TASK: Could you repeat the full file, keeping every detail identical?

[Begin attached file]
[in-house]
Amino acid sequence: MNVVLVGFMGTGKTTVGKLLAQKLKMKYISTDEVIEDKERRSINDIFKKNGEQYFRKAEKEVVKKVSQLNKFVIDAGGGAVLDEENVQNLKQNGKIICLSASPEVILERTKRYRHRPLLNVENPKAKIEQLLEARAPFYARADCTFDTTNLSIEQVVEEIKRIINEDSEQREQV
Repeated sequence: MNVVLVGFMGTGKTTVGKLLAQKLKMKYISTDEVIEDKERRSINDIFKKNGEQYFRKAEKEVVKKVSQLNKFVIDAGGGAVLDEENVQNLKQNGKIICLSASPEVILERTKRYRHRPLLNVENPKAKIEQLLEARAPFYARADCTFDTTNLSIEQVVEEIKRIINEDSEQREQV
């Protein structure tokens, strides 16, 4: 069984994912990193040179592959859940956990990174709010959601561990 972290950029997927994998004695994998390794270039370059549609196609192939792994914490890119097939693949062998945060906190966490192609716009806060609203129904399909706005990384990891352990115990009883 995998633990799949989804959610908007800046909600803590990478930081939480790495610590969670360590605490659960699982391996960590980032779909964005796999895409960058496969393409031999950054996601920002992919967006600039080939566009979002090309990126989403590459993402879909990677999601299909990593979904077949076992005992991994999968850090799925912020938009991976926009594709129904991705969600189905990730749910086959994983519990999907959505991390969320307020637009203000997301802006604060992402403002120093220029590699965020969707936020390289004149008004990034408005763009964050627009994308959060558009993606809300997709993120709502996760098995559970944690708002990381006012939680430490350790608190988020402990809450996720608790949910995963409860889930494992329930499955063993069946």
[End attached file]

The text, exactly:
[in-house]
Amino acid sequence: MNVVLVGFMGTGKTTVGKLLAQKLKMKYISTDEVIEDKERRSINDIFKKNGEQYFRKAEKEVVKKVSQLNKFVIDAGGGAVLDEENVQNLKQNGKIICLSASPEVILERTKRYRHRPLLNVENPKAKIEQLLEARAPFYARADCTFDTTNLSIEQVVEEIKRIINEDSEQREQV
Repeated sequence: MNVVLVGFMGTGKTTVGKLLAQKLKMKYISTDEVIEDKERRSINDIFKKNGEQYFRKAEKEVVKKVSQLNKFVIDAGGGAVLDEENVQNLKQNGKIICLSASPEVILERTKRYRHRPLLNVENPKAKIEQLLEARAPFYARADCTFDTTNLSIEQVVEEIKRIINEDSEQREQV
């Protein structure tokens, strides 16, 4: 069984994912990193040179592959859940956990990174709010959601561990 972290950029997927994998004695994998390794270039370059549609196609192939792994914490890119097939693949062998945060906190966490192609716009806060609203129904399909706005990384990891352990115990009883 995998633990799949989804959610908007800046909600803590990478930081939480790495610590969670360590605490659960699982391996960590980032779909964005796999895409960058496969393409031999950054996601920002992919967006600039080939566009979002090309990126989403590459993402879909990677999601299909990593979904077949076992005992991994999968850090799925912020938009991976926009594709129904991705969600189905990730749910086959994983519990999907959505991390969320307020637009203000997301802006604060992402403002120093220029590699965020969707936020390289004149008004990034408005763009964050627009994308959060558009993606809300997709993120709502996760098995559970944690708002990381006012939680430490350790608190988020402990809450996720608790949910995963409860889930494992329930499955063993069946």